• Reddit seeded the site with their own content, making sure there was always a steady stream of new interesting content on the site.
  • Rentoid put products on the site for rent, and when someone rented one went to the store, bought it and shipped it themselves.

Homepage carousels.

Carousels are rotating panels on the top of a page, designed to surface multiple products or value propositions. They are usually a compromise between internal teams who all want to tell their story. People rarely click on the second or third panels, and often ignore the first panel as well (if it looks too much like an advertisement.) Given that scrolling is not the evil it used to be, consider using your prime real estate to hammer your primary value proposition, discussing your secondary points further down the page.

Email confirmation.

When a user has agreed to sign up and take action, the last thing you want to do is force them to leave your site. If your product doesn't capture sensitive data, consider removing email confirm entirely. Even if it does, you can usually send them the confirmation email but still let users begin their onboarding process.

Blank slates.

When a user completes a registration process, never dump them into a blank screen and make them figure out how to use the product. Provide a demo of some kind, ideally an interactive one that assists in the creation of new content and increases the likelihood they get to that aha moment during first use.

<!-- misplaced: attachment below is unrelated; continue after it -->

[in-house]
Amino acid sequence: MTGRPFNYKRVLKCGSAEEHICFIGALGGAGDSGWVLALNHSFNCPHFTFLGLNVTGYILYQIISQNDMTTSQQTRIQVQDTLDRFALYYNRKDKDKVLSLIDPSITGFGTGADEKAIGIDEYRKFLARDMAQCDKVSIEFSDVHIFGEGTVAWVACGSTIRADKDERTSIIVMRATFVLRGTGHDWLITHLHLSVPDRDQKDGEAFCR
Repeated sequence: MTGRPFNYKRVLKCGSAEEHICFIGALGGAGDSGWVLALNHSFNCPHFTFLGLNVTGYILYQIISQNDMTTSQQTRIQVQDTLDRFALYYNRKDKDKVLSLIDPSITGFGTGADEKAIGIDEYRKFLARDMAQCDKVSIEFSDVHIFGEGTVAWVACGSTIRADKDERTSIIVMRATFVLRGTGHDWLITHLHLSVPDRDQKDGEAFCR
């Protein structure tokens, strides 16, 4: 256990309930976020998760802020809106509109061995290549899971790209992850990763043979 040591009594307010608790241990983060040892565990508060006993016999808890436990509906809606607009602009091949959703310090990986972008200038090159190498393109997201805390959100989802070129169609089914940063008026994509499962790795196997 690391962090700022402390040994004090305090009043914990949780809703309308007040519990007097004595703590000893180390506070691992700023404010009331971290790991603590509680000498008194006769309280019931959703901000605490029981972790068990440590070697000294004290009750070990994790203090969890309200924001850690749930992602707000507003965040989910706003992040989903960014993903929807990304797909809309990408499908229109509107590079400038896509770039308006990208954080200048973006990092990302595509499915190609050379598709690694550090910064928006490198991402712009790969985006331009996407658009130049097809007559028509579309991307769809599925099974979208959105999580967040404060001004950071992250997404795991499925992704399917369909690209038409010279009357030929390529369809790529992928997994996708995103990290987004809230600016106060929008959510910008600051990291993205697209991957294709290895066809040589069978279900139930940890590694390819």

Geni used to ask you for your father and mother's name and get you immediately into building your family tree. Basecamp has a sample project to show you the features of the product that you can archive as soon as you understand the product. Quora has you select a couple topics to build an initial dashboard, and shows you the most interesting content from each (rather than the most recent, which would be a crapshoot.)

Perhaps my favorite example of nailing the onboarding experience is Pandora. Ask a user for an artist, play a song, explain how it's related to the artist, done. I get what Pandora is in less than 5 minutes.

At Manifold, we spend considerable time and effort iterating on onboarding and first time UX, and it's money well spent. Whatever you do, avoid the blank slate at all costs.

Start attacking friction

Identifying and removing friction systematicallycan dramatically improve your product and the underlying metrics you're trying to move. If you see bottlenecks in conversion, activation, retention or referral, start by asking yourself whether you've sufficiently accounted for friction. Any other patterns you've seen that lead to increased friction? I'd love to hear about them - send me a tweet at @intentionally.